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Measuring voltage between your fingers

  1. Aug 5, 2012 #1
    If I hold one lead of my multimeter to my left index finger, and the other lead to the right index finger, it gives a reading of around 30mV. The reading quickly drops when I leave it there. I tried measuring the voltage between myself and the ground and it read 0mV. Whats stranger is that if I hold the positive lead to my left finger, and the negative lead to my right finger, it gives me a negative reading and vice versa. Its like my left hand is a positive battery terminal and my right hand, a negative terminal. Whats going on here?

    I tried dipping my fingers in salt water but that didn't affect the reading. I measured the voltage between my tongue and finger and it gave a lower reading (around 20mV). Measuring between my thumbs gives a higher voltage (around 40mV). Like I said, the voltage starts dropping when I hold it there so the only theory I have right now is that theres negative charge building up in my right arm or hand and then when I apply the voltage to the multimeter. Any idea what the cause of this is? Also, can you try this yourself and tell me whether its the same for you or its just me. I had an operation on my right hand a few years ago and now my right hand gets less blood flow than the left one.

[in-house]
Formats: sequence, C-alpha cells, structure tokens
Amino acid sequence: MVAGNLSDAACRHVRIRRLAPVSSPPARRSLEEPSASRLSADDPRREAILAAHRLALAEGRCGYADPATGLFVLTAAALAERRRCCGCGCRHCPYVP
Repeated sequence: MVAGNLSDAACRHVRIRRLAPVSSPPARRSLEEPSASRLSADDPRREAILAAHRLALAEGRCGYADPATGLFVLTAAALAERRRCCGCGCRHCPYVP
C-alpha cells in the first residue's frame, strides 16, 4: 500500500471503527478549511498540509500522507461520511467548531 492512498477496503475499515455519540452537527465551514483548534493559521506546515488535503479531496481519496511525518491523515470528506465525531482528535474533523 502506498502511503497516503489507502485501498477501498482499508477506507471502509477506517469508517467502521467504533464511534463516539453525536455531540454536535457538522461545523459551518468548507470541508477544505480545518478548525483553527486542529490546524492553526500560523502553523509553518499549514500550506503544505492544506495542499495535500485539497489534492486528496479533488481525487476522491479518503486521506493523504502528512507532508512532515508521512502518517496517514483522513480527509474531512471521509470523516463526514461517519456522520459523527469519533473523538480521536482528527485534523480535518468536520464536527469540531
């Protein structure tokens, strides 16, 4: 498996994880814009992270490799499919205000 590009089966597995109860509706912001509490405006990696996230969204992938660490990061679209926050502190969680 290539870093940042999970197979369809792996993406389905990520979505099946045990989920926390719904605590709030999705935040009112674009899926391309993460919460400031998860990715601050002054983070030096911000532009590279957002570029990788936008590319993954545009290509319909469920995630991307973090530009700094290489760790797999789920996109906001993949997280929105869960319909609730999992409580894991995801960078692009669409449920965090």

2. jcsd
  3. Aug 5, 2012 #2
    There are electrochemical reactions taking place between the leads and your skin.
    That doesn't mean that there really is a voltage between your arms. Well there actually is a voltage that is produced by contracting muscles. Used for ECG. But you can't really measure that with a normal multimeter.
  4. Aug 5, 2012 #3
    Why do these electrochemical reactions produce a voltage though? Wouldn't electrochemical reactions like that be equal at both areas of contact and thus, produce no overall electrical potential between the two leads? This doesn't explain why the negative charge seems to be in my right hand either. The readings do fluctuate massively for some reason and change throughout the day. Right now the maximum reading I'm getting is 5mV. If I hold the terminals there, they seem to equilibrate at around 2mV. Electrochemical reactions between my skin and the leads can't account for this, I'm more inclined to suspect it has something to do with the blood and/or muscles but you say muscle related voltage can't be detected by a multimeter so it must be something else.
  5. Aug 6, 2012 #4


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    Staff: Mentor

    I like a questioning mind. :smile:

    Different salt concentrations on your skin; different salts, even, resulting in different
    electrochemical half cells. Slightly different metals, different oxide layers. It´s possible, too, that there is an ohmic asymmetry — slight rectifying effect — at some of the metal/metal salt/metal oxide interface, and this could be rectifying a portion of the everpresent mains hum that exists on your body.
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